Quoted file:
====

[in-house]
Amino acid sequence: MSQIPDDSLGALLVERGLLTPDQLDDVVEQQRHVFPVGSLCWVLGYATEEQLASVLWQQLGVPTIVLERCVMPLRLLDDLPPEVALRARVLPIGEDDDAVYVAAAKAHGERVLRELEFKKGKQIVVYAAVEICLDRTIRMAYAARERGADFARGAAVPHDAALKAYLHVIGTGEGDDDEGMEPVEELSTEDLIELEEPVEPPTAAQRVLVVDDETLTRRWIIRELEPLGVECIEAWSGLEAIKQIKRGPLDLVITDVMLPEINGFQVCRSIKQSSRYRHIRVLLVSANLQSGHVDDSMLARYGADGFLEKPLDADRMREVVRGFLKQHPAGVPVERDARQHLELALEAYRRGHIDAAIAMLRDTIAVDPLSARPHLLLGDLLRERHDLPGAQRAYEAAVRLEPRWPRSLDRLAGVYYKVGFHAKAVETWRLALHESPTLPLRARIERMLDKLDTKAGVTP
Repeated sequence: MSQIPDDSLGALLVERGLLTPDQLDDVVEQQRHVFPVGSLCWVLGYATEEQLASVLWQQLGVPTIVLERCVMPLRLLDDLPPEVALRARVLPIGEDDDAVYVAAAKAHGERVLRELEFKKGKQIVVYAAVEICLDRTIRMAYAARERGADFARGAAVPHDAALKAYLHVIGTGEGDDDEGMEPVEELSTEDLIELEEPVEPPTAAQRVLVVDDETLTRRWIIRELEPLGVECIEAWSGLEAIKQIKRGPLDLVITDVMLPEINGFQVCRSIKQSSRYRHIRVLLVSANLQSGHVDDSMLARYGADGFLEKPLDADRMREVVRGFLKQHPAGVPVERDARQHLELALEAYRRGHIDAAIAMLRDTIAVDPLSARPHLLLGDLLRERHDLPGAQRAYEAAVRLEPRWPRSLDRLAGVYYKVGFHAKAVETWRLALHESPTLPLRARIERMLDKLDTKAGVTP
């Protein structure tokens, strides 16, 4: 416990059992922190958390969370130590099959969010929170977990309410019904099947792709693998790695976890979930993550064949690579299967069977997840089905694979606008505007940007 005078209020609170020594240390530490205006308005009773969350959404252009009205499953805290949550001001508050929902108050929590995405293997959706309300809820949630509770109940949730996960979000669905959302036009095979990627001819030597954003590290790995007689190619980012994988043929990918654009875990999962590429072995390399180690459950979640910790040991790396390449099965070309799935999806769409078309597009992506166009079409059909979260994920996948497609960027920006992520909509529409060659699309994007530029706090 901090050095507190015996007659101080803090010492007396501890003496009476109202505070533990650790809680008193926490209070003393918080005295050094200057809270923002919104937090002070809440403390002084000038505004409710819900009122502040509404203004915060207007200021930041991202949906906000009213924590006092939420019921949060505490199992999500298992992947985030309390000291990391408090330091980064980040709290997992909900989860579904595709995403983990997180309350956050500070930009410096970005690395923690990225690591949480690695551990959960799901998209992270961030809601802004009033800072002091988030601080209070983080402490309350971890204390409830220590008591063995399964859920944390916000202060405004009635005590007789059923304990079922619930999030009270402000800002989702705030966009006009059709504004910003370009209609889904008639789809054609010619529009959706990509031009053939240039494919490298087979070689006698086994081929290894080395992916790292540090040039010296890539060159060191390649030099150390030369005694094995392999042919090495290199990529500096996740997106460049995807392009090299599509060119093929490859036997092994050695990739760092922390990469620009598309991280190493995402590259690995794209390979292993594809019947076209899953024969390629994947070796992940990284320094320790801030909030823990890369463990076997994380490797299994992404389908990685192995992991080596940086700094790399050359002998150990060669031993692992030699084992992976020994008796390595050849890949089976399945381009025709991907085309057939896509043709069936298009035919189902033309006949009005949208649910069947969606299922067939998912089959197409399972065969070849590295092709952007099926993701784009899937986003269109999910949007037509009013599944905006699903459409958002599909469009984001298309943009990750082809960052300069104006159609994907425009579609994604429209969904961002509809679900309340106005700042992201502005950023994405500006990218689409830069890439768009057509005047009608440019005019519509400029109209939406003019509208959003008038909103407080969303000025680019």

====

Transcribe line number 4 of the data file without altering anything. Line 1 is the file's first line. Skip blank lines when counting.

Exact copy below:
């Protein structure tokens, strides 16, 4: 416990059992922190958390969370130590099959969010929170977990309410019904099947792709693998790695976890979930993550064949690579299967069977997840089905694979606008505007940007 005078209020609170020594240390530490205006308005009773969350959404252009009205499953805290949550001001508050929902108050929590995405293997959706309300809820949630509770109940949730996960979000669905959302036009095979990627001819030597954003590290790995007689190619980012994988043929990918654009875990999962590429072995390399180690459950979640910790040991790396390449099965070309799935999806769409078309597009992506166009079409059909979260994920996948497609960027920006992520909509529409060659699309994007530029706090 901090050095507190015996007659101080803090010492007396501890003496009476109202505070533990650790809680008193926490209070003393918080005295050094200057809270923002919104937090002070809440403390002084000038505004409710819900009122502040509404203004915060207007200021930041991202949906906000009213924590006092939420019921949060505490199992999500298992992947985030309390000291990391408090330091980064980040709290997992909900989860579904595709995403983990997180309350956050500070930009410096970005690395923690990225690591949480690695551990959960799901998209992270961030809601802004009033800072002091988030601080209070983080402490309350971890204390409830220590008591063995399964859920944390916000202060405004009635005590007789059923304990079922619930999030009270402000800002989702705030966009006009059709504004910003370009209609889904008639789809054609010619529009959706990509031009053939240039494919490298087979070689006698086994081929290894080395992916790292540090040039010296890539060159060191390649030099150390030369005694094995392999042919090495290199990529500096996740997106460049995807392009090299599509060119093929490859036997092994050695990739760092922390990469620009598309991280190493995402590259690995794209390979292993594809019947076209899953024969390629994947070796992940990284320094320790801030909030823990890369463990076997994380490797299994992404389908990685192995992991080596940086700094790399050359002998150990060669031993692992030699084992992976020994008796390595050849890949089976399945381009025709991907085309057939896509043709069936298009035919189902033309006949009005949208649910069947969606299922067939998912089959197409399972065969070849590295092709952007099926993701784009899937986003269109999910949007037509009013599944905006699903459409958002599909469009984001298309943009990750082809960052300069104006159609994907425009579609994604429209969904961002509809679900309340106005700042992201502005950023994405500006990218689409830069890439768009057509005047009608440019005019519509400029109209939406003019509208959003008038909103407080969303000025680019």